The letter was copied to the Principal Secretary of the Ministry of Environment, Climate Change, and Forestry, and the Managing Director of the Kenya Bureau of Standards.

Dr Thuo Mathenge, the founder of Bradegate Food Processing Company, underscored the crucial importance of maintaining principles of fairness and justice across all sectors of the economy. He stressed the importance of consistent enforcement of regulations, especially in the context of environmental conservation in relation to industrialisation.

“While I fully recognise the significance of environmental conservation, it’s equally vital to ensure that regulations are uniformly enforced across all players in the industry,” Dr Thuo said. He highlighted the collective responsibility of the business community to prioritise regulatory adherence and actively contribute to environmental preservation endeavors.

“We must prioritise adherence to regulations and actively contribute to environmental protection efforts. Government agencies must take swift and firm measures to address any infractions and uphold standards across the industry,” he emphasised.

In November of last year, President William Ruto, speaking during the official launch of the Third Session of the Inter-Governmental Negotiating Committee on Ending Plastic Pollution in Nairobi, emphasised that “addressing plastic pollution is pivotal to advancing efforts against climate change. He urged producers and innovators to reconsider plastic products and packaging, aligning them with the principles of reuse, refill, and
repair.

A miller who sought anonymity has voiced his exasperation over Nema’s shortcomings in the enforcement of plastics bags.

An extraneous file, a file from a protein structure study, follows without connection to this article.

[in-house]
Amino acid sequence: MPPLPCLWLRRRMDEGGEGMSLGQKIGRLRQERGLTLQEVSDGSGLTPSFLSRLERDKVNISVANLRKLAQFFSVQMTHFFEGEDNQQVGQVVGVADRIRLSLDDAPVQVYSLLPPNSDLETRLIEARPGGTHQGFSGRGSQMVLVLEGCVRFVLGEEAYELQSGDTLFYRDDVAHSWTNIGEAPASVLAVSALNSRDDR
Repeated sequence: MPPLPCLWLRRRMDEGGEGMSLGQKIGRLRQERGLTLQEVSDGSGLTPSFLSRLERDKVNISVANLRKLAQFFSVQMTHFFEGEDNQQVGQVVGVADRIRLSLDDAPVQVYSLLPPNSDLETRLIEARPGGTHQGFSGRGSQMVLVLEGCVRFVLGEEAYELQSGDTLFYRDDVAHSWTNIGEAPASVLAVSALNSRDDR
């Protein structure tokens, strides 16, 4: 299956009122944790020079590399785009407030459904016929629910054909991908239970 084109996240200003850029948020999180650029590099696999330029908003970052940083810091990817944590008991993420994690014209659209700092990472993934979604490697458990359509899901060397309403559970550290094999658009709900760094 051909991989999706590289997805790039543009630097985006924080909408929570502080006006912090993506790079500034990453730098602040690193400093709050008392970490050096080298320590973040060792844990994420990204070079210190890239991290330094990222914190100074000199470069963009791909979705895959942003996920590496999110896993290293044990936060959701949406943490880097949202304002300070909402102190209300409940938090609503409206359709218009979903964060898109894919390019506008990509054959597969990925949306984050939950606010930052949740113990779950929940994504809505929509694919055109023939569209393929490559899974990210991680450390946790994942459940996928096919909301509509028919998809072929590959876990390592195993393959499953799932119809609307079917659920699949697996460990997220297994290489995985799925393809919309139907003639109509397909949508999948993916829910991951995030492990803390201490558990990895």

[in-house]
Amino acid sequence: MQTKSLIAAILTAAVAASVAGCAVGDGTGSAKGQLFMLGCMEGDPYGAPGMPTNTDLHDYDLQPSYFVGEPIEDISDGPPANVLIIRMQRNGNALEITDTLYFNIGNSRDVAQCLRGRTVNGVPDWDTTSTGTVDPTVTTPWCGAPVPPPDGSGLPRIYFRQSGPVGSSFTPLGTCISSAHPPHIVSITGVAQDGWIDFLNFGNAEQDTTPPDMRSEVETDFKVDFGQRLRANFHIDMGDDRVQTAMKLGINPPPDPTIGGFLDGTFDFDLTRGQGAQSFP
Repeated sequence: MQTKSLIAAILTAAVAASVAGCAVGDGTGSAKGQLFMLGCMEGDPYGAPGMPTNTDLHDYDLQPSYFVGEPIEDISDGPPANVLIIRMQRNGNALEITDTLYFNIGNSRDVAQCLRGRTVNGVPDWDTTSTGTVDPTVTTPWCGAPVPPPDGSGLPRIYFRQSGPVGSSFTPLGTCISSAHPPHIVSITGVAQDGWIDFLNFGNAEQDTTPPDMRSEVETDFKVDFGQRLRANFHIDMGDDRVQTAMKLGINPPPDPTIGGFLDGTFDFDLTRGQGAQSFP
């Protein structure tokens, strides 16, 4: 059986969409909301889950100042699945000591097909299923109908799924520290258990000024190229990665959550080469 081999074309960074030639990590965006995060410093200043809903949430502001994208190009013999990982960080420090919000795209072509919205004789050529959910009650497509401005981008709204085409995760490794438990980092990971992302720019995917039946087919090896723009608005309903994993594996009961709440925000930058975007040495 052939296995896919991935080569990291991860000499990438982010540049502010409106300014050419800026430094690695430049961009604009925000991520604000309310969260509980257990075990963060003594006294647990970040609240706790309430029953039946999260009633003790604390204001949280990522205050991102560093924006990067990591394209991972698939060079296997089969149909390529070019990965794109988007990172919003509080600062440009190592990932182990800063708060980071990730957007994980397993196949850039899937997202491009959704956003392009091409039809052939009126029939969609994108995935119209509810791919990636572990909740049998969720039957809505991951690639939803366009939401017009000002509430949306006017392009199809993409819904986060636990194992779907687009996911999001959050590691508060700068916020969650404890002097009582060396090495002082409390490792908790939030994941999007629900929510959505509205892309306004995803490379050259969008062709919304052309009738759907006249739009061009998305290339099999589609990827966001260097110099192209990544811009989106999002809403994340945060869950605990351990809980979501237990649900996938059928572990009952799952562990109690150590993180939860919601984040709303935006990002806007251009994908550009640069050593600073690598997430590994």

The miller pointed out that those who flout Nema directives often sell their products at inflated prices, reaping substantial profits, while ethical millers bear the brunt of the consequences, allowing lawbreakers to prosper unchecked.

“We are doing our best to comply with environmental regulations, investing in eco-friendly packaging despite the higher costs. Yet, our competitors continue to use plastic, undercutting us in the market,” Miller said.

He noted that as a miller committed to eco-friendly practices, it’s frustrating to compete in a market where unethical competitors skirt regulations with impunity adding that Nema’s failure to act not only harms the environment but also stifles innovation and fair competition.

A recent supermarket investigation reveals continued plastic packaging use by certain companies, perpetuating economic disparities within the milling industry. Ethical millers urge Nema to crack down on violators, ensuring a level playing field for all.

The supermarket visits further highlight that millers adhering to Nema’s regulations offer lower prices compared to those using plastic packaging. This suggests that the choice to use plastic packaging is driven by profit rather than any arguments about food costs or duty structures.

In Nema’s response to a similar complaint brought to their attention by The Nairobian Defender, the authority revealed that no miller would be allowed to use plastic bags after a June 30 deadline.

“We incur a lot on non-plastic packaging but end up contending with those using the cheap, banned ones. Non-compliant competitors are taking advantage of Nema’s reluctance and complicity,” they said.

“There has been no shift on regulatory requirements. Use of plastics for primary packaging of cereals and other food items is allowed for various practical reasons including safety and product integrity. The use of balers for secondary packaging is not allowed as there are feasible alternatives,” Ongare told Defender.

Ongare said the millers have up to the end of June to clear the stocks in non-biodegradable balers.

“Failure to comply will lead to hard enforcement that may include prosecution. We have had contact group meetings with both the Cereal Millers Association and the Kenya Association of Manufacturers to clarify on requirements. Their argument has been on the (high) duty on paper, an issue which was being handled at the relevant echelons of government,” Ongare said.